Last night, while sitting on my bed reading archived posts on Steam Me Up, Kid — which is as funny as Hyperbole and a Half, but I’ve already read all of those — I felt my shoulder and realized, much to my dismay, that a hair of significant width and length was growing there.
I went through an experience similar to that recognized when recovering from grief.
1) Shock and denial: It’s not my hair. It’s someone else’s hair, and that person has cleverly transplanted this Franken-hair onto my shoulder in an effort to screw with me. Not this time, mysterious hair transplanter!
2) Pain and guilt: It’s all my fault this hair is growing out of my shoulder. I should have started shaving my shoulders years ago when I started shaving my legs. Ugh! I can’t tolerate this pain!
3) Anger and bargaining: This is ridiculous! The thought of a hair like this growing out of a beautiful, blossoming flower such as I … well, it’s just infuriating! I’m going to have a talk with the Big Guy to see if we can come to some sort of an agreement. God … you there? It’s Kristina. If you take me back in time to a place where there isn’t a long, disgusting hair growing out of my arm, I’ll donate Mr. Peabody to a family who needs a little poodle to pee on their carpet.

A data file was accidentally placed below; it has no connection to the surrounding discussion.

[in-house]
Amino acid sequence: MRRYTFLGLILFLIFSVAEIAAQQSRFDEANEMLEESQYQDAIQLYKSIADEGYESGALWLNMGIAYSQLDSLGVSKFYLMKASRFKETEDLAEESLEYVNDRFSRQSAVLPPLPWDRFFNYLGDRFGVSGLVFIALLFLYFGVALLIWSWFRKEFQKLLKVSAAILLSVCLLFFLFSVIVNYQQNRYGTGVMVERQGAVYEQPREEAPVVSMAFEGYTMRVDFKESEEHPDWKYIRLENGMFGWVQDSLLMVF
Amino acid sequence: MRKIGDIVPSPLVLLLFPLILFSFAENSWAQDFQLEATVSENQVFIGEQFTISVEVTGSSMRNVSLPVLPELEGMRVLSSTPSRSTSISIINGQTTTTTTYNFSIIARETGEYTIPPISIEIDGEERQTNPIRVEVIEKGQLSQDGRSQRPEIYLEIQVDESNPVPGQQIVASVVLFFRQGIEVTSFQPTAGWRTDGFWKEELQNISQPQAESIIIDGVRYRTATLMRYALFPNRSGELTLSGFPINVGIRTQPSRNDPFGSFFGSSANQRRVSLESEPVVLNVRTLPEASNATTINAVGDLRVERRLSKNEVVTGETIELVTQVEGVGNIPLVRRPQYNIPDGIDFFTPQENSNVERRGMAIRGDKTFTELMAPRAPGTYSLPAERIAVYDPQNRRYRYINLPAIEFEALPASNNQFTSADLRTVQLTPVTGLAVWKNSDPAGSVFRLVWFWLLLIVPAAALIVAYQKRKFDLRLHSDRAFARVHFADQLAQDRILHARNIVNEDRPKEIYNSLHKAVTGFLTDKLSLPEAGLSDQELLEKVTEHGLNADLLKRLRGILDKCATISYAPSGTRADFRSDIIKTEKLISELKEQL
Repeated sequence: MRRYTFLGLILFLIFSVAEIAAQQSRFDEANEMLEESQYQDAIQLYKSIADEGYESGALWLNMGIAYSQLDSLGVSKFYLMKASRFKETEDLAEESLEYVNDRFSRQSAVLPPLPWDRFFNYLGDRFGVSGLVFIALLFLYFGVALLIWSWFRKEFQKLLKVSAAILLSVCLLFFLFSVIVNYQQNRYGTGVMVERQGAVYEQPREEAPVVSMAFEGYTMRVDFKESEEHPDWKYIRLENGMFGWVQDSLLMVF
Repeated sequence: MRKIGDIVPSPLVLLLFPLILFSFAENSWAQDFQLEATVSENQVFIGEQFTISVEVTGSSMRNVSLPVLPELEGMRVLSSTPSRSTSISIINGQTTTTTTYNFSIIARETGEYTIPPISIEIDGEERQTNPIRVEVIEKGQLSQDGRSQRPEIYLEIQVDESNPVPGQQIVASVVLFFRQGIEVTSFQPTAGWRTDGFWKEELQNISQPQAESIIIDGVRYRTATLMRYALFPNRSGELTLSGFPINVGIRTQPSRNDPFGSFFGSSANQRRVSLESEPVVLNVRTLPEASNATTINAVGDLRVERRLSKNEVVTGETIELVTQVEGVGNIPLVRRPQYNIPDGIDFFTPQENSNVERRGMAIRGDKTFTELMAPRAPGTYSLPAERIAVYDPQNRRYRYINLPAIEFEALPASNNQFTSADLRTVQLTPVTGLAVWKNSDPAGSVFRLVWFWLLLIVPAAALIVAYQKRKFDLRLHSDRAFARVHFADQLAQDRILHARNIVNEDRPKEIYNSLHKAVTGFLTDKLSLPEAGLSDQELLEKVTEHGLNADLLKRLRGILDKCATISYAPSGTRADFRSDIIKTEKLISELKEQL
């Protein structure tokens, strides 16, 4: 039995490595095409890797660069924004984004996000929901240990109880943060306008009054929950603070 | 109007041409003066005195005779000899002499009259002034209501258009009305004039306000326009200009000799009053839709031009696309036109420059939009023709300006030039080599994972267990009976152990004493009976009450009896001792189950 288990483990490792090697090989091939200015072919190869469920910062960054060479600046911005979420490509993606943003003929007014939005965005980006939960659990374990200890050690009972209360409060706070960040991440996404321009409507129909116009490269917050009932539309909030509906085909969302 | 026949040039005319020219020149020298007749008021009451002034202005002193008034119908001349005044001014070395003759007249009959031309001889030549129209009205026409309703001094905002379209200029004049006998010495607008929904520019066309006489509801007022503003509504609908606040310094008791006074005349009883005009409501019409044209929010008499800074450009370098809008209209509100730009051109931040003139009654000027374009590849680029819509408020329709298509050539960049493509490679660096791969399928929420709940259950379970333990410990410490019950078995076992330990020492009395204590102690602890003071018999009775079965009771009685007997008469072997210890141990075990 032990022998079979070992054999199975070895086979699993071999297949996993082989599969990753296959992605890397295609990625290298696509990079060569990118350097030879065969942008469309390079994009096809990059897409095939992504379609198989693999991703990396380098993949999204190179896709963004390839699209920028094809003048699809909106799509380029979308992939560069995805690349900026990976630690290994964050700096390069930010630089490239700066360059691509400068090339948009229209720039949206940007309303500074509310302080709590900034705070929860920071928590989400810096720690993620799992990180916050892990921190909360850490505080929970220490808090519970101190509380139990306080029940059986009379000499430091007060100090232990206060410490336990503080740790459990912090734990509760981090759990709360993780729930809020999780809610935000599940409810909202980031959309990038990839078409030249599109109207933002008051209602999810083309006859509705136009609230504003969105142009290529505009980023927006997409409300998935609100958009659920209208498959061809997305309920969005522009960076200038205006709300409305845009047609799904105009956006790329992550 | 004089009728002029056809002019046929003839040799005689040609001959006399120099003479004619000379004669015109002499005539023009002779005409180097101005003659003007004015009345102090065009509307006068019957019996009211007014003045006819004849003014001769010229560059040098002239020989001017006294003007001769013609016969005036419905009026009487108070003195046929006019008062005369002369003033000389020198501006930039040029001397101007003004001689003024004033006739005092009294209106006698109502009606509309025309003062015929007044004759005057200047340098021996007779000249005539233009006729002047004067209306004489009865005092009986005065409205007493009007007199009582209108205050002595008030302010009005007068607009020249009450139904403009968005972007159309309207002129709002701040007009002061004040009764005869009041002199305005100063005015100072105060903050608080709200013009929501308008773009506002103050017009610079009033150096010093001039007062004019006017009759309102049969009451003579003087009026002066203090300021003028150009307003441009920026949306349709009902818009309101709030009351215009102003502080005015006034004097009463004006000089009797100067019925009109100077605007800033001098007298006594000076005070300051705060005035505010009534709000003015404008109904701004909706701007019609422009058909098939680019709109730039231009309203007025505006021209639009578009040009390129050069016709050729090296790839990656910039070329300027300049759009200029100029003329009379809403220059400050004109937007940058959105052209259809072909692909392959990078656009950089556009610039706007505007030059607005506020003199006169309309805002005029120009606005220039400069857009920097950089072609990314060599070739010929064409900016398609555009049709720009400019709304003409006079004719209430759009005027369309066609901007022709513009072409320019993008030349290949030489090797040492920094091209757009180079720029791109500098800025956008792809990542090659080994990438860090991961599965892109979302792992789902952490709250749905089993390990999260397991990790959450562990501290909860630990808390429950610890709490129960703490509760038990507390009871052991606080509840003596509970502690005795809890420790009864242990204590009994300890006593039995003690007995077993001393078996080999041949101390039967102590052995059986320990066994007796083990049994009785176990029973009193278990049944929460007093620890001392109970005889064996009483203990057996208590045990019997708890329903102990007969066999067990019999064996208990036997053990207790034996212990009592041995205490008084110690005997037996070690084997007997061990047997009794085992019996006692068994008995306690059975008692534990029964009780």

4) Depression, reflection, loneliness: Alright, if God isn’t going to take a poodle in exchange for my right to bare arms/shoulders, then I just don’t know what to do. What a desolate place, this! If only life were fair, and my parents weren’t so cruel, and all those kids didn’t pick on me at school all the time, and my teachers would cut me some slack, and that boy in art class would notice me, and — wait … that’s my high school depression. Sorry about that. Anywho, I’m all depressed and realizing the true magnitude of my discovery of that hair and stuff.
5) The upward turn: Hey, you know what? Maybe this isn’t all as bad as it seems. Maybe my equating finding this hair to the death of my first dog is going a bit overboard.
6) Reconstruction and working through: There’s a way through this, but it won’t be easy. I just have to push through the pain and understand that life goes on after the discovery of a 1/2 inch, dark brown hair on my shoulder.
7) Acceptance and hope: This isn’t so bad. All I have to do is avoid sleeveless shirts for the rest of my life, and if all else fails, I can just bleach that hair to make it less noticeable. You know what? I think I overreacted a bit up there. For once, I can just accept that this is how God made me, and He made me Italian, and if that means I get random hairs on my shoulders every once in a while, then so be it.
Actually, I’m not okay with it. I plucked the bastard. But that’s just life. I wonder what stages the hair went through when it realized it wasn’t going to exist anymore?